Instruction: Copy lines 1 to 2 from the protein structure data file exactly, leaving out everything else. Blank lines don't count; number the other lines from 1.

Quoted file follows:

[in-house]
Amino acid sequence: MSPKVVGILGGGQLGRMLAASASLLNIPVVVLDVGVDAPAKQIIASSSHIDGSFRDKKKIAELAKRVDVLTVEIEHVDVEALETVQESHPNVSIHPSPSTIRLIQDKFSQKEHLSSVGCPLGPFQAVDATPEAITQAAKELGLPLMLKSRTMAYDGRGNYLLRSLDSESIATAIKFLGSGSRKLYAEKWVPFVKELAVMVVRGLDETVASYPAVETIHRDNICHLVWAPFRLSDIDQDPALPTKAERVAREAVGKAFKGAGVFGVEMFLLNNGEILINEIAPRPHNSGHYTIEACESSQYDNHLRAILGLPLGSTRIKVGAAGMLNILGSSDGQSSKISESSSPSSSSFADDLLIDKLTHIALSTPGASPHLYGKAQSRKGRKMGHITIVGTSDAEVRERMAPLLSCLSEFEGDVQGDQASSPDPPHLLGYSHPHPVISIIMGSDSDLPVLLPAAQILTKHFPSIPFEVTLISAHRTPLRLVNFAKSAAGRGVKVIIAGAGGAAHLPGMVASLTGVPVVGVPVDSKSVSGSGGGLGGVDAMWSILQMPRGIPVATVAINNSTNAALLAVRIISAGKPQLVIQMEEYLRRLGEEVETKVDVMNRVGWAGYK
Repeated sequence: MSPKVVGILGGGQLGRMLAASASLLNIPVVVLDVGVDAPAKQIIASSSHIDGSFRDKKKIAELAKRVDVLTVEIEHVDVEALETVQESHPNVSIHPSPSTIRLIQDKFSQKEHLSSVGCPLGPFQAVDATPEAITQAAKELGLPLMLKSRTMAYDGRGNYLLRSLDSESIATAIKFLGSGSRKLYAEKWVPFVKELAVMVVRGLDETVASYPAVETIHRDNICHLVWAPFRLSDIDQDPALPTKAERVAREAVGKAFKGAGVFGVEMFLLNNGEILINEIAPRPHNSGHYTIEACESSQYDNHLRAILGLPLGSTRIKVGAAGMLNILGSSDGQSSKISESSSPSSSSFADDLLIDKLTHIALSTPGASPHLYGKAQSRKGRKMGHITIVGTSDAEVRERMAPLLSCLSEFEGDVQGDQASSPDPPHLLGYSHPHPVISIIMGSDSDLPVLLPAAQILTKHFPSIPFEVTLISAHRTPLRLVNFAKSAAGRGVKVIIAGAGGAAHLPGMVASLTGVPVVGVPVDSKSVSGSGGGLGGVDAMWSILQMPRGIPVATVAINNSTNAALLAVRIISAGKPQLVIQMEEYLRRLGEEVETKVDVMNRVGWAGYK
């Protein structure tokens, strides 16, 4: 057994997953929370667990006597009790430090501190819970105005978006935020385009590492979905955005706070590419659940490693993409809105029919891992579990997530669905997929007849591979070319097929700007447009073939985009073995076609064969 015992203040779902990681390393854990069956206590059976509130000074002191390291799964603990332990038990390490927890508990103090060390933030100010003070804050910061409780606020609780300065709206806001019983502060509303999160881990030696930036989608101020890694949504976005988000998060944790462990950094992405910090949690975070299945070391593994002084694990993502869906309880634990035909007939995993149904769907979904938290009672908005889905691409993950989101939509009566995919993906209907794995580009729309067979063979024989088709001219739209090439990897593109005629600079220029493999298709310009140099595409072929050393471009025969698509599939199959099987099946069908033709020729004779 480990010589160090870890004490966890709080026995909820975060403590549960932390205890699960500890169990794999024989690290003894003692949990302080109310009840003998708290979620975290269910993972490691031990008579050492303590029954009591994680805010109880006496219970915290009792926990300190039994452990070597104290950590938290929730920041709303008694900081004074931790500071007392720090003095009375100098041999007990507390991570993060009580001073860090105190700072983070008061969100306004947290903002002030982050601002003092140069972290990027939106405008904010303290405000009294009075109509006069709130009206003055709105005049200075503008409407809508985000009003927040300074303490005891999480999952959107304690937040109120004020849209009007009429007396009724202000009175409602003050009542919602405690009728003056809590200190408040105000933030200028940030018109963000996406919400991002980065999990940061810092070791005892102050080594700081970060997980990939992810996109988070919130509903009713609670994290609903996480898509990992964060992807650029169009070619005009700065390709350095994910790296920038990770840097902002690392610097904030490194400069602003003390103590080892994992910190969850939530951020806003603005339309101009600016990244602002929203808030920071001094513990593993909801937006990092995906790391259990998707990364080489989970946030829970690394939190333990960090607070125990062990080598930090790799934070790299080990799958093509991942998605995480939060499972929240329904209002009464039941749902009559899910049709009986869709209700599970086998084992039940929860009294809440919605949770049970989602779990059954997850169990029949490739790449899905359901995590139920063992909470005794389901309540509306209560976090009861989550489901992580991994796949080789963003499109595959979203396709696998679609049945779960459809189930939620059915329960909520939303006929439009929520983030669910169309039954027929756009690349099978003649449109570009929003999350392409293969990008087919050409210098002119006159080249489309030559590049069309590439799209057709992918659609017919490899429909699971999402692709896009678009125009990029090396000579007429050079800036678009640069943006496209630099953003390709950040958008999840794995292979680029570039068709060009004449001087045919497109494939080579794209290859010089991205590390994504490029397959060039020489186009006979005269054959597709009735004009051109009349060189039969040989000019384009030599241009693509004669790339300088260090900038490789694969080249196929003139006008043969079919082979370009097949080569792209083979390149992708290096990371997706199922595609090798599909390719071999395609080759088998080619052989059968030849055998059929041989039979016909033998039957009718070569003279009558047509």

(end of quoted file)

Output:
[in-house]
Amino acid sequence: MSPKVVGILGGGQLGRMLAASASLLNIPVVVLDVGVDAPAKQIIASSSHIDGSFRDKKKIAELAKRVDVLTVEIEHVDVEALETVQESHPNVSIHPSPSTIRLIQDKFSQKEHLSSVGCPLGPFQAVDATPEAITQAAKELGLPLMLKSRTMAYDGRGNYLLRSLDSESIATAIKFLGSGSRKLYAEKWVPFVKELAVMVVRGLDETVASYPAVETIHRDNICHLVWAPFRLSDIDQDPALPTKAERVAREAVGKAFKGAGVFGVEMFLLNNGEILINEIAPRPHNSGHYTIEACESSQYDNHLRAILGLPLGSTRIKVGAAGMLNILGSSDGQSSKISESSSPSSSSFADDLLIDKLTHIALSTPGASPHLYGKAQSRKGRKMGHITIVGTSDAEVRERMAPLLSCLSEFEGDVQGDQASSPDPPHLLGYSHPHPVISIIMGSDSDLPVLLPAAQILTKHFPSIPFEVTLISAHRTPLRLVNFAKSAAGRGVKVIIAGAGGAAHLPGMVASLTGVPVVGVPVDSKSVSGSGGGLGGVDAMWSILQMPRGIPVATVAINNSTNAALLAVRIISAGKPQLVIQMEEYLRRLGEEVETKVDVMNRVGWAGYK